Sick of knocking at govt office doors, villagers unite and build a bridge
A bridge that has been constructed on the river Ghaggar in Haryana is one of a kind. It is a ‘bridge of democracy’.
Because, in the face of continuing governmental apathy, this is a bridge truly ‘for the people, of the people, and totally by the people,’ not just an enduring link between two pieces of land, but a bond uniting thousands of villagers in a common cause.
You could pick up the thread of this remarkable story on 12 November 2014 - just another ordinary day in Panihari village, located on the banks of the Ghaggar river in Sirsa District of Haryana.
The bridge will serve the needs of people from more than 30 villages
21-year-old Sunny was negotiating the incomplete bridge, wheeling his bicycle with his nephew seated on it, when he lost his balance and fell into the river.
He somehow managed to save himself by swimming ashore, but four-year-old Manish had to be fished out – dead. The day turned dark, and life was never the same in the village.
Just as tragic as the accident was the fact that it wasn’t really one, that it was an incident that could have been averted. The crossing of the river had over time become fraught with negligence.
Gurcharan Singh, a freelance journalist with a Hindi daily, discloses that many accidental deaths were recorded here since 1981.
From what he recalls, in that year in the summer, a tractor going across the river bed, which was full of muck, turned turtle, killing those on board - a 12 year-old girl, a two-year-old baby girl and a woman of a family.
Then in 2005, 55-year-old, Jakar Singh was trailing his cattle to cross over the river, which seemed to be at a low in the twilight. But the old man had failed to guess the depth and drowned.
The bridge was constructed with contributions from the locals, who are now proud of their accomplishment
Again in 2007, a 13-year-old boy, Jaswinder Singh, was following his family while crossing over the river. He lost his balance and quickly went underwater.
Human life came cheaply here, and death came repeatedly. And no one in the authorities seemed to care.
The river Ghaggar rises in the Shivaliks of Himachal Pradesh and flows down through Punjab and Haryana into Rajasthan. It swells with rainwater during the monsoons; otherwise, it remains covered with industrial effluents.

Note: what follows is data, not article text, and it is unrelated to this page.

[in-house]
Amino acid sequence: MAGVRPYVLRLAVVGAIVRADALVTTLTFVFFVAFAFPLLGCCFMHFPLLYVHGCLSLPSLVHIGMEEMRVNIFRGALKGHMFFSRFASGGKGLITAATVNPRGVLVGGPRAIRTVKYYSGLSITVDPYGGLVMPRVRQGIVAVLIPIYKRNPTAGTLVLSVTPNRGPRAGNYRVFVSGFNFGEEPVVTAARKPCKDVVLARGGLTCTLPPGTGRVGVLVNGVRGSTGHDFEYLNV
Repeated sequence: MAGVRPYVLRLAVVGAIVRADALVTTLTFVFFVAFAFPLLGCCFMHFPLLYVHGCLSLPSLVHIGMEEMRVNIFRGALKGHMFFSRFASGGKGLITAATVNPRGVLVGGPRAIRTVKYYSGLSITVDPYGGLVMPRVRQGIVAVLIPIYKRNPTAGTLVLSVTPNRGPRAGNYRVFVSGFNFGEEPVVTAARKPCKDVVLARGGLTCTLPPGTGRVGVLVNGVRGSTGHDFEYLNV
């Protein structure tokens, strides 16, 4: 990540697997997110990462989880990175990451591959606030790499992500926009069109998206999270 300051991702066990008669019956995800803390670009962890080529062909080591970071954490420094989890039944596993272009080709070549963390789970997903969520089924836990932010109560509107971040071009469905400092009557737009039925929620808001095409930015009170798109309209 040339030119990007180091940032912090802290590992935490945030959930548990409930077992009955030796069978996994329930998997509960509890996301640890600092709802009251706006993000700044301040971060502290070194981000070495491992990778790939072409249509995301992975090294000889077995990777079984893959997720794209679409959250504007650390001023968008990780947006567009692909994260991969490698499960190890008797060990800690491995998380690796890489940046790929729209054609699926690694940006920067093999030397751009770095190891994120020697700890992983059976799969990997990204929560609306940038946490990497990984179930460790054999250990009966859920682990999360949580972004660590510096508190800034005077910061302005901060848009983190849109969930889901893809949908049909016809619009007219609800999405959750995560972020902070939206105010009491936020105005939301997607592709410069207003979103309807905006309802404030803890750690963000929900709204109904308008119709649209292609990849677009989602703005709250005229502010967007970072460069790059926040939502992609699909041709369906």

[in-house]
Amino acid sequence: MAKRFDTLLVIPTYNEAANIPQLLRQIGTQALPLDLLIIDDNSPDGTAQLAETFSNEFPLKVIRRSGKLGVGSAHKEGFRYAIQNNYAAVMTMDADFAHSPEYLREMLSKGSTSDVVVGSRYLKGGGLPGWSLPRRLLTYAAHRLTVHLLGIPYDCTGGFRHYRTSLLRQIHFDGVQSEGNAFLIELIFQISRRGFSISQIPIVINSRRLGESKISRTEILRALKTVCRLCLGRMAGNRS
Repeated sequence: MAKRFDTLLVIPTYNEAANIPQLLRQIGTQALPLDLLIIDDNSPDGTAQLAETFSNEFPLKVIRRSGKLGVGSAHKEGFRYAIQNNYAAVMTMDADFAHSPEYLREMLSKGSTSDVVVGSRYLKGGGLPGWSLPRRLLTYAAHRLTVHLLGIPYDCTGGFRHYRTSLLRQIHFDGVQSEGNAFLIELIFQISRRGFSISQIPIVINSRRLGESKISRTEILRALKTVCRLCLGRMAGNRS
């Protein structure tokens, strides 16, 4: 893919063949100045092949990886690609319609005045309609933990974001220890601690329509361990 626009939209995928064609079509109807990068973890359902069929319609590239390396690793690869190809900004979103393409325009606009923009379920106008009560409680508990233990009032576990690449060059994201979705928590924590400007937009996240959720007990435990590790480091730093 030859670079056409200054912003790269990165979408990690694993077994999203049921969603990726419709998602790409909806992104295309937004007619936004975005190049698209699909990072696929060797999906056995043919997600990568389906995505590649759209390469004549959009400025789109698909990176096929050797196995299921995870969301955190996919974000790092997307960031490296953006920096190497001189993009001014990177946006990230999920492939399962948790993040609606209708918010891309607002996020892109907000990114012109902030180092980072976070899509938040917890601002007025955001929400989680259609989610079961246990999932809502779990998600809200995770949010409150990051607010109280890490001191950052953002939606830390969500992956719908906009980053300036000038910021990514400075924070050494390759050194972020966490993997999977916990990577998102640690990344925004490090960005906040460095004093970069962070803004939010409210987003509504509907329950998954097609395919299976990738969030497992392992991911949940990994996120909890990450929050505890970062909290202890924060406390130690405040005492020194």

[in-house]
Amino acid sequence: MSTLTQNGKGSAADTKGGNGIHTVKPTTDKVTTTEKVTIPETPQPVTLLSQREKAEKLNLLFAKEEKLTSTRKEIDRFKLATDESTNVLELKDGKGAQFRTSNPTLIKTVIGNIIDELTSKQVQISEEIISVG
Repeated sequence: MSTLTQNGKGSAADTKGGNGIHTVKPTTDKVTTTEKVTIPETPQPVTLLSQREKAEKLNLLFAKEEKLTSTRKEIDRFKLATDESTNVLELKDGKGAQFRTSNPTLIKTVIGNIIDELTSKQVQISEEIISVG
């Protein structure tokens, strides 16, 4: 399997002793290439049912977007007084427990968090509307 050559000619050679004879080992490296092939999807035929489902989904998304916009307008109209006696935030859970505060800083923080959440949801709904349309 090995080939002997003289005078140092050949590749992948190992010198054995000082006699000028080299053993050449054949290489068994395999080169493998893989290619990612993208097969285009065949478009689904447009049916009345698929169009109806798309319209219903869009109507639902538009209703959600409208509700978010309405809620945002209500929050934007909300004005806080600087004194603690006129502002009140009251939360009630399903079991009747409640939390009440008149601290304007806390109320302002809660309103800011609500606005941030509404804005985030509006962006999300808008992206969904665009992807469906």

The residents of the many villages segueing on either side of the Ghaggar had never found it easy to cross the river. The schoolchildren especially, have much trouble.
A boat service was operated by the State government, but the boatman worked at will, if at all, and only up to 5 pm. Villagers dwelling across the river would have to travel around 40 km to reach Sirsa town, a distance of actually only 14 km from Panihari.
Fed up with their daily struggle to get across the river, in 2010 the villagers laid down a temporary construction of wooden planks, a precarious arrangement at best.
As per the records, the villagers had reached out to government offices since 1995 with applications for the construction of a bridge across the river.
They submitted petitions to every department including the divisional office of Ghaggar Jal Seva, but their requests remained ‘pending’. Even desperately running to the chief minister of Haryana was futile – all they got was a false assurance and no results.
Finally, the villagers of Panihari turned to what was sometimes their first and sometimes only resort – faith.
For many years the villagers were dependent on an erratic boat service operated by the state government
They sought help from Mahant Brahma Das, the 12th Saint of Dera Baba Bhuman Shah, who has his ashram 10-12 km away from the village.
The 41-year-old ‘Baba’ Brahma Das had his own history of extraordinary spiritual recoveries at the ashram from near-death when he was a child. The villagers, on the edge of desperation, were looking for a solution. He was their last resort.
If they were expecting a miracle, they got it. But it was one both sought and wrought by men.
Baba Brahma Das declared that the construction of bridge was possible, but only if the villagers came together, without a thought for caste, religion and politics.